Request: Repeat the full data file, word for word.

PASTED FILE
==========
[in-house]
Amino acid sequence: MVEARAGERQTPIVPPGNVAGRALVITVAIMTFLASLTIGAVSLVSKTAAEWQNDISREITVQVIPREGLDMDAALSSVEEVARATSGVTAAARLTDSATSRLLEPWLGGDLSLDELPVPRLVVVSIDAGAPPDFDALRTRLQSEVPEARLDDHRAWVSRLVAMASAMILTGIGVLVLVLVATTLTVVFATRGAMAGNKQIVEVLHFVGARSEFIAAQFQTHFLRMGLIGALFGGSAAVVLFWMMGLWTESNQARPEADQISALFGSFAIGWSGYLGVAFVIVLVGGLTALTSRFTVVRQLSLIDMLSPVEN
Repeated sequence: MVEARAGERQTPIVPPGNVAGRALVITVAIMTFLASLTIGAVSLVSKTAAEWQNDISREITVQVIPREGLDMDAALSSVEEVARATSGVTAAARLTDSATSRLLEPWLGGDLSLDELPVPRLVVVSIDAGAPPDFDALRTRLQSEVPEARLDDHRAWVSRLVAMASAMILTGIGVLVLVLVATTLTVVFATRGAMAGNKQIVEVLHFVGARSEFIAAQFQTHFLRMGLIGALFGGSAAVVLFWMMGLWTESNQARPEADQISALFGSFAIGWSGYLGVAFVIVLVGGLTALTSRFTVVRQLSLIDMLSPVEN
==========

[in-house]
Amino acid sequence: MVEARAGERQTPIVPPGNVAGRALVITVAIMTFLASLTIGAVSLVSKTAAEWQNDISREITVQVIPREGLDMDAALSSVEEVARATSGVTAAARLTDSATSRLLEPWLGGDLSLDELPVPRLVVVSIDAGAPPDFDALRTRLQSEVPEARLDDHRAWVSRLVAMASAMILTGIGVLVLVLVATTLTVVFATRGAMAGNKQIVEVLHFVGARSEFIAAQFQTHFLRMGLIGALFGGSAAVVLFWMMGLWTESNQARPEADQISALFGSFAIGWSGYLGVAFVIVLVGGLTALTSRFTVVRQLSLIDMLSPVEN
Repeated sequence: MVEARAGERQTPIVPPGNVAGRALVITVAIMTFLASLTIGAVSLVSKTAAEWQNDISREITVQVIPREGLDMDAALSSVEEVARATSGVTAAARLTDSATSRLLEPWLGGDLSLDELPVPRLVVVSIDAGAPPDFDALRTRLQSEVPEARLDDHRAWVSRLVAMASAMILTGIGVLVLVLVATTLTVVFATRGAMAGNKQIVEVLHFVGARSEFIAAQFQTHFLRMGLIGALFGGSAAVVLFWMMGLWTESNQARPEADQISALFGSFAIGWSGYLGVAFVIVLVGGLTALTSRFTVVRQLSLIDMLSPVEN